Due to the physical demands of ballistic training, it’s advisable to make sure you have a grounding in basic strength training prior to starting, particularly if you’re new to running. Developing your strength levels will result in you developing power, but it’s important to have a certain base level of strength in the first place.

5 ballistic exercises that will improve your running

Jump squats
The important thing about this exercise is that you don’t need to go as deep into the squat as you would when performing a regular squat. Quarter to half range depth is often sufficient. Stand with feet shoulder-width apart, head and chest up, looking forward. Squat, pushing back through the heels, and then explode up until the feet leave the floor. Land back softly on your toes and repeat. Great for building strength, speed, and power in the legs. Using the arms can increase your momentum when you jump.

Tuck jump
Stand with feet shoulder width apart, knees slightly bent, with your hips back as if you are about to perform a squat. Spring up as high as possible, bringing your knees into your chest. Land softly on your toes in the starting position, immediately repeating the movement, or pause if required. Performing these without a rest is signifi cantly harder and using your arms can increase the momentum when jumping. As you improve, your aim should be to increase both jump height and bring your knees closer to your chest.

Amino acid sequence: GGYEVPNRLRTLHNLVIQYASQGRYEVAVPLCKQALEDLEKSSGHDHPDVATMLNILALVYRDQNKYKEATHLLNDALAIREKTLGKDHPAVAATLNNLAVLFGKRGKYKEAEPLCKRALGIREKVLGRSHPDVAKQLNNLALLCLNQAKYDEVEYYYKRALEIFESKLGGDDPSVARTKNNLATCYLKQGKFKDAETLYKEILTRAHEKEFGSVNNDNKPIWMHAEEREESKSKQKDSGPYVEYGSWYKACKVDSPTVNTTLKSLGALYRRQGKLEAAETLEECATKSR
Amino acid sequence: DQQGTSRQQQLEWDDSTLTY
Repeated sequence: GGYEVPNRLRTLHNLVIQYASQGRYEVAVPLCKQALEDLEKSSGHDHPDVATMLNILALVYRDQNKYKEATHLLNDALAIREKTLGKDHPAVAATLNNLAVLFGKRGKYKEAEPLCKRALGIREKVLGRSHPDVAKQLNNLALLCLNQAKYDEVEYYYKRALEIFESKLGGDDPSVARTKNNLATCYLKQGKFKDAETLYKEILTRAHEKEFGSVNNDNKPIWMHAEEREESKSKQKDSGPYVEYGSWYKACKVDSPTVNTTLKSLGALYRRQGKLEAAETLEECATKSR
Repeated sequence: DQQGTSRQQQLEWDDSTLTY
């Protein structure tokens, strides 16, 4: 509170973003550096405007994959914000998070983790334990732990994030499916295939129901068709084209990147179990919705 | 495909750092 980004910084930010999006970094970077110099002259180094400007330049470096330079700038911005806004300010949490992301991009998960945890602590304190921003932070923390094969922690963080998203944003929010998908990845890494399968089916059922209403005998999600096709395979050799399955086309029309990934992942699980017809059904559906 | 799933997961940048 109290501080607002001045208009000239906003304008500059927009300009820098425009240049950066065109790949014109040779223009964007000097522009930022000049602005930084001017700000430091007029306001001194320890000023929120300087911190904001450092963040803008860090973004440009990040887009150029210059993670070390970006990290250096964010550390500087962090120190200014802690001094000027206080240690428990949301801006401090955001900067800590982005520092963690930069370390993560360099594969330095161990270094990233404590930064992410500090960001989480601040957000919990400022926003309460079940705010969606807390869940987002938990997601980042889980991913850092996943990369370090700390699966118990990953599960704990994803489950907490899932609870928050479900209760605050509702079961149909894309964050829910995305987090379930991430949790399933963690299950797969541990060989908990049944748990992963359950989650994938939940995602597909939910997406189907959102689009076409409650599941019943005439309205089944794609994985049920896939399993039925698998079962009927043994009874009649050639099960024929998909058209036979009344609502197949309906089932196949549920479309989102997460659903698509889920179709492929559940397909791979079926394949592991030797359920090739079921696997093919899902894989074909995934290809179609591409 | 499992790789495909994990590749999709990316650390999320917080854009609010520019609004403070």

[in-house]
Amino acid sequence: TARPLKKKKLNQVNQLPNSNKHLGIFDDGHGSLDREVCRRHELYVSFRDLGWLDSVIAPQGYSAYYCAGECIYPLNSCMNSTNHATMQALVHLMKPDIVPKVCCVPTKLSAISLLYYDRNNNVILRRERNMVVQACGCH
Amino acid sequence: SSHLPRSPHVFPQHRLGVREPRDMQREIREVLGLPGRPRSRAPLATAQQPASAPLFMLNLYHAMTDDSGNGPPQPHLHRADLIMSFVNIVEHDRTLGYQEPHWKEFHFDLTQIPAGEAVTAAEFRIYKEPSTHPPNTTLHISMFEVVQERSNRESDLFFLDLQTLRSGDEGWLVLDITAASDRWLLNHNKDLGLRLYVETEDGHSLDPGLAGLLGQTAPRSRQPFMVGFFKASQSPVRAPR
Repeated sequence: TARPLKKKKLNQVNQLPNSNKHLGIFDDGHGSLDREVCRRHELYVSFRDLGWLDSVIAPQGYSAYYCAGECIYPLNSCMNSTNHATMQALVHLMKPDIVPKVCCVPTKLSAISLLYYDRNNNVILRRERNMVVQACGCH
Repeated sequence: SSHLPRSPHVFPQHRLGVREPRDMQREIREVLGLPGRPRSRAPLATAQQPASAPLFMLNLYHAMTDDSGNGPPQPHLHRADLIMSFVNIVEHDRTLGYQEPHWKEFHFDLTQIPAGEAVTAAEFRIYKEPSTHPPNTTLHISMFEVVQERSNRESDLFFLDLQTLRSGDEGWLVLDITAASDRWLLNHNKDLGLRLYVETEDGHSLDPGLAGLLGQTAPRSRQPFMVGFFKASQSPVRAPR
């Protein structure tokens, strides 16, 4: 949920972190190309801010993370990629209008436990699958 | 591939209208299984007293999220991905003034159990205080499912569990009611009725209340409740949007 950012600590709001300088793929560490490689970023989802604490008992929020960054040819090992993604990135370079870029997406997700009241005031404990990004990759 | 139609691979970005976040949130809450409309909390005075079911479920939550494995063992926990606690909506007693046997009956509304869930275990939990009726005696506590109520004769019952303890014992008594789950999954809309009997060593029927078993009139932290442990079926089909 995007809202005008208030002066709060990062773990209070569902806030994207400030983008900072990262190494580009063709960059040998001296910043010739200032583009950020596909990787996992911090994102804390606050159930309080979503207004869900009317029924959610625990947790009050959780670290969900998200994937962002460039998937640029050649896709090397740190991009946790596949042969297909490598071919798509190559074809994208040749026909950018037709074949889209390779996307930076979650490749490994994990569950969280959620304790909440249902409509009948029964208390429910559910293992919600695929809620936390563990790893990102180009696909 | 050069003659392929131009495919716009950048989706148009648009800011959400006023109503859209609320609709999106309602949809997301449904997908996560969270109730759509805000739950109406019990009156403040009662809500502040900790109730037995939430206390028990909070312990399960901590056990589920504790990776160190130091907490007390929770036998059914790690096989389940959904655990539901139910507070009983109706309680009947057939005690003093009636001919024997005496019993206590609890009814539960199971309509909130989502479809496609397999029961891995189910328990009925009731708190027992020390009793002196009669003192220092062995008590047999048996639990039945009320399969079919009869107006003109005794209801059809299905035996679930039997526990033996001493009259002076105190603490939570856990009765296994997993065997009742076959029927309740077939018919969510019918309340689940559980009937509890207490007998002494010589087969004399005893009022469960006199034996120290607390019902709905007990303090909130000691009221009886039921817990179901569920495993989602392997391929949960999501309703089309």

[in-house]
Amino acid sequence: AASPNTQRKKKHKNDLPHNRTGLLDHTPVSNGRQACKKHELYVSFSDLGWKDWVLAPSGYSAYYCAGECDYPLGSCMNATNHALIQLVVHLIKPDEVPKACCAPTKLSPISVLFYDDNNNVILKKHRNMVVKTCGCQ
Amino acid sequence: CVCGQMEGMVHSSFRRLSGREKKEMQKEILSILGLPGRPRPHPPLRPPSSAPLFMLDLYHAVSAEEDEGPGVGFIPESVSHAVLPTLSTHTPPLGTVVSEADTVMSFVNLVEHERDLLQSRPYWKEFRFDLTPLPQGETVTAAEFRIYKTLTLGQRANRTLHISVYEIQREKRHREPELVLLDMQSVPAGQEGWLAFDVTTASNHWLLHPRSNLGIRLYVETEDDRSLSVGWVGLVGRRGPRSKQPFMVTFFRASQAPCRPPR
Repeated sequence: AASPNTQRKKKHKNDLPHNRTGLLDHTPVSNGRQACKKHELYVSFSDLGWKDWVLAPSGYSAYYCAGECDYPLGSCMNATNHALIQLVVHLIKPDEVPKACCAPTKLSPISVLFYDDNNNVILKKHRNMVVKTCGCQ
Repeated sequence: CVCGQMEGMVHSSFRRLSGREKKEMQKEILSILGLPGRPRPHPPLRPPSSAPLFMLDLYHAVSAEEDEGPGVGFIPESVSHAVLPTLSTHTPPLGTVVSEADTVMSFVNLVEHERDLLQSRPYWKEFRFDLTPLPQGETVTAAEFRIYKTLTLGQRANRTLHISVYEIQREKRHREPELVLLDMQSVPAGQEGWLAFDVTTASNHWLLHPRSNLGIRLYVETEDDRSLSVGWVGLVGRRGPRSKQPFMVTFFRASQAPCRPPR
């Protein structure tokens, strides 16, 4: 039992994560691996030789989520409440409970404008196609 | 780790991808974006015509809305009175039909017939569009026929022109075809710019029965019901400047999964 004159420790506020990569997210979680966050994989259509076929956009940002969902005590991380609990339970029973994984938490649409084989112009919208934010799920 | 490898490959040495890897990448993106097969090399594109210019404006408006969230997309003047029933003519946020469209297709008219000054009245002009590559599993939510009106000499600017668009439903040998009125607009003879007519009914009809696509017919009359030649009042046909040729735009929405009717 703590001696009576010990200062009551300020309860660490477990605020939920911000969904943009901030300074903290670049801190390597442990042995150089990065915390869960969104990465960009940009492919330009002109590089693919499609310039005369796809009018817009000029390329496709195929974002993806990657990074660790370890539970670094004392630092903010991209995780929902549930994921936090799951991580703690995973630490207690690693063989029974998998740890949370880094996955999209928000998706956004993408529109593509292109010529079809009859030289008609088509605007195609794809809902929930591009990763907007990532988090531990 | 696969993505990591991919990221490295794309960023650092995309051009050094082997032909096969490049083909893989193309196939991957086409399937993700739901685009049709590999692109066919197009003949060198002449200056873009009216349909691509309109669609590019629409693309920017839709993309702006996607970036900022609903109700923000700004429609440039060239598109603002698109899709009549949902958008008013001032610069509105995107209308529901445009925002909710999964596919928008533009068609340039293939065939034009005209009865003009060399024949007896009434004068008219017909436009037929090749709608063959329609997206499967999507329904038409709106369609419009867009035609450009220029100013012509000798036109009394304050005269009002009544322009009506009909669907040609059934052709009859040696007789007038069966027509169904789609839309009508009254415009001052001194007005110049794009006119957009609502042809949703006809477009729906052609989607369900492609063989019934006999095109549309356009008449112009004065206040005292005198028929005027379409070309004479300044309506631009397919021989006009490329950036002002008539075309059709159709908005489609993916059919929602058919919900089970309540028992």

Lunge jump
Stand with one leg in front of the other in the split squat position, with your weight placed on the front foot. Lower your body until the front leg is parallel to the floor, if holding resistance, hold in a straight arms position by your side. While keeping your knees over your heels, jump in the air vertically, switching legs in the air, to land in the split lunge position, with feet swapping positions. Keep your chest and head upright, and look forward throughout.

Push press
A push press is similar to a traditional military press but the movement starts in the legs. From a standing position with any resistance used held at shoulder height, do a quarter squat, and then explode to full hip extension. As you straighten the legs, exhale, and simultaneously press, or push the weight quickly overhead as in a shoulder press. Slowly lower the weight to shoulder level, return to quarter squat and repeat.

Kettlebell swing
This is a great exercise for runners that works the entire posterior chain. Place the kettlebell between feet that are positioned shoulder width apart. Maintain a straight back, push your buttocks out while bending your knees, hinging at your hips. Pick up the kettlebell with two hands, look straight ahead and swing the bell back between your legs before driving the hips forward quickly in a snapping motion, bringing the bell forwards and up to shoulder height, squeezing your bum and keeping your shoulders back. Under control allow the bell to swing back between your legs and repeat. The aim is to maintain a straight back and ensure the movement comes from the hips, and the force from the back of your legs.

Written by

Holly Taylor

Holly Taylor

Holly Taylor is the digital editor of Women’s Running and co-host of the Women’s Running podcast, where she shares her running journey as well as the inspiring stories of women runners all over the country. She’s never been the sporty type, but running is the first time she’s felt real joy in getting active. She loves talking about running with a community of inclusive and supportive runners, and Women's Running is the perfect space for this. She's currently aiming for a half marathon PB!